A similar cultural practice was observed among nurses in the surgical ward. The nurses believed in helping the other nurses without waiting for a request. In fact, not requesting help was often beneficial in terms of receiving more assistance.

These findings revealed the presence of a personal barrier in relieving pain that needs to be seriously considered by nurses when pursuing pain management. Personal beliefs and life philosophies have direct consequences for the way patients seek care or express themselves, as well as the way in which nurses communicate with, hear, and respond to their patients. Thai nurses should offer help to patients more often than they currently do, and communication should be more direct. Nurses should speak with their patients, reducing or eliminating the role of relatives as intermediaries. This would be a natural consequence of mee nam jai and would improve nurses’ ability to rapidly respond to patients’ pain [8].

3.3. Passive Approach to Pain Management

Nurses were observed when responding to their patients’ pain, and their approach was perceived as mostly a formal practice in the paper documentation, including medical records, nurse’s notes, and physicians’ progress notes. Regular pain assessment (every four hours) was followed by charting pain levels, both on bedside forms and in patients’ journals. Completing the paper documentation occupied a considerable amount of nurses’ time on every shift.

Although the pain assessment involved routine monitoring every four hours, the nurses often waited for the patients to ask for analgesics. Patients, in turn, were likely waiting to be offered help. The nurses’ passive approach to alleviating patients’ pain was described in the field notes. For example, we have the following field notes:

The relative of the patient approached the nurses’ counter and stated the following directive to the nurse’s aide (NA): “You have to give drugs to the patient in bed 38 to reduce their pain.”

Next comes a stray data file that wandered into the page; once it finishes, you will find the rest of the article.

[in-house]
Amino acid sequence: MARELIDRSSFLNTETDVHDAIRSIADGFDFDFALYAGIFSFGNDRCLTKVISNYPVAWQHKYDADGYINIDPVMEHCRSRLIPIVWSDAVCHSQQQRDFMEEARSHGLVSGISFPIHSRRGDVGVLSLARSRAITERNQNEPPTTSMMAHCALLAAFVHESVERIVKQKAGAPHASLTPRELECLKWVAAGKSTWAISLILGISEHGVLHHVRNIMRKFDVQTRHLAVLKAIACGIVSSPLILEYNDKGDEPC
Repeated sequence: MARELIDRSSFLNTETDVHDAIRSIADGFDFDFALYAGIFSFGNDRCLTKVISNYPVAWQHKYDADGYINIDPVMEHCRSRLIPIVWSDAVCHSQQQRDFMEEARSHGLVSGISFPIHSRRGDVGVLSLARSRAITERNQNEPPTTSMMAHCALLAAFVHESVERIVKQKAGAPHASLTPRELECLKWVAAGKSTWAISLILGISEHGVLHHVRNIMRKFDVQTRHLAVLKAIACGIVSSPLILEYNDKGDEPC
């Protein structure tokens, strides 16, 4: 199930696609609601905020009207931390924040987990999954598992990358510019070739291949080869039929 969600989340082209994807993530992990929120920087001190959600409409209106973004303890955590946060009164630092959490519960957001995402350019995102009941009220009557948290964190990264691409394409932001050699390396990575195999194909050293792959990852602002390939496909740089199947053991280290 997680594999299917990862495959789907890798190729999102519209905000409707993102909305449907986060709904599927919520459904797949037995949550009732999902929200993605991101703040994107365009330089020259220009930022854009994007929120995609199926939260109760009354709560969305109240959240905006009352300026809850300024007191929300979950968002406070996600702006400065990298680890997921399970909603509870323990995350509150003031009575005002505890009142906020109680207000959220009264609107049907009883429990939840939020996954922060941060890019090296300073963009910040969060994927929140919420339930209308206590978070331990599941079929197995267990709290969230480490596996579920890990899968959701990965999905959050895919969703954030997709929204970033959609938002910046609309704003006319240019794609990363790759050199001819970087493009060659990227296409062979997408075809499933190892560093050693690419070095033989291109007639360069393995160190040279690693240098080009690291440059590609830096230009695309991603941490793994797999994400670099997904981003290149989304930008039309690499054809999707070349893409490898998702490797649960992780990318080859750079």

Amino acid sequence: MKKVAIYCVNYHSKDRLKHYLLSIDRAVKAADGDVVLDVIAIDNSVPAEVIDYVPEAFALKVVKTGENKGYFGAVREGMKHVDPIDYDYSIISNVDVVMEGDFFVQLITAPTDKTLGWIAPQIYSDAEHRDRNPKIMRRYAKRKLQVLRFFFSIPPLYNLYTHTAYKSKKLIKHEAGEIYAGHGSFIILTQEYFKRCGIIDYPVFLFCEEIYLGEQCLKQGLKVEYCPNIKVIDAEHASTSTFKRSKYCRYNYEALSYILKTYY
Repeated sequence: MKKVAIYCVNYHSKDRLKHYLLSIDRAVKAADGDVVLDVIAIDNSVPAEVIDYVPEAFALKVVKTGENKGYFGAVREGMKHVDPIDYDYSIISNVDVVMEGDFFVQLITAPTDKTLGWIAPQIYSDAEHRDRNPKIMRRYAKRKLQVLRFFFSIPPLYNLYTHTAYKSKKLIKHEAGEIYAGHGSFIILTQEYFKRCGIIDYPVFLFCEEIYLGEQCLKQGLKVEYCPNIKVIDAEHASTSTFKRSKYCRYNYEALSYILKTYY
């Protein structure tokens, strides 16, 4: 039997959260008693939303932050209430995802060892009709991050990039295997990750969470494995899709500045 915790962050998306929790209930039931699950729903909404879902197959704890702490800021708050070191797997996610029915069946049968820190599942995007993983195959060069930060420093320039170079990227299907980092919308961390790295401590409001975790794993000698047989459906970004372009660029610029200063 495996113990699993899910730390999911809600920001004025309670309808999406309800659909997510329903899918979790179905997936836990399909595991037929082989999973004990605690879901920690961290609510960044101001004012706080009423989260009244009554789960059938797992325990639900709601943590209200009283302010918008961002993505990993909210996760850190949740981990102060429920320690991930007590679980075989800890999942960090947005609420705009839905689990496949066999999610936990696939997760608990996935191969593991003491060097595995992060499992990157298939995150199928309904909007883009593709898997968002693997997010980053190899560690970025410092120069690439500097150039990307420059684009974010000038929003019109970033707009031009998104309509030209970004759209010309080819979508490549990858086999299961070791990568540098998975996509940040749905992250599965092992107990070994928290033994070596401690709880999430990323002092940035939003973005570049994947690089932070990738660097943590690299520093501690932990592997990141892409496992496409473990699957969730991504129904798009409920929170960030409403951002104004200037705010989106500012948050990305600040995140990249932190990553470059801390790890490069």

The NA then conveyed this message to med-nurse team 2: “(Name) in bed 38 needs drugs.”

Med-nurse team 2 would recheck the patient’s chart and walk into the medication room to preparing a morphine (MO) injection of 3 mg for the patient.

While the med-nurse was giving the MO injection to the patient, he would then ask him to record his level of pain by saying: “Please indicate the level of pain you feel by recording the appropriate score.”

The patient replied: “10 points.”

The med-nurse then said: “I will give you medication to reduce your pain.” (Field notes @ 4.23 am. August, 2013)

The nursing staff usually gave paracetamol as a basic analgesia strategy. The nurses are aware of and frequently cited significant side effects of opioids (e.g., morphine, pethidine), such as respiratory depression. However, there were no obvious routines to evaluate the impact of painkillers. In several situations the effects of the medication given to the patients were only evaluated if the administration was intravenous and following a physician’s orders.

The nurses also used nonpharmacological interventions, such as changing the position of the patient’s body and guiding the patient through deep-breathing activities, as revealed in the interviews.

Mostly, I was asking the patient “How are you?” or “Are you feeling pain?” and it was revealed that around one to three patients were enduring pain. Also, the patient might just say/…/a small amount of pain after they have changed their position and/or altered their breathing. In certain cases, a patient may be experiencing something like some colicky pain and they said/…/an estimated two to three points out of ten. (Interviews K2)

The med-nurse was talking with the patient to try to get them to change their body position and to slow their breathing through measured inhalation and exhalation. She told them that if they were still feeling pain, then they should let the med-nurse know. (Field notes @ 7:55 pm, August, 2013)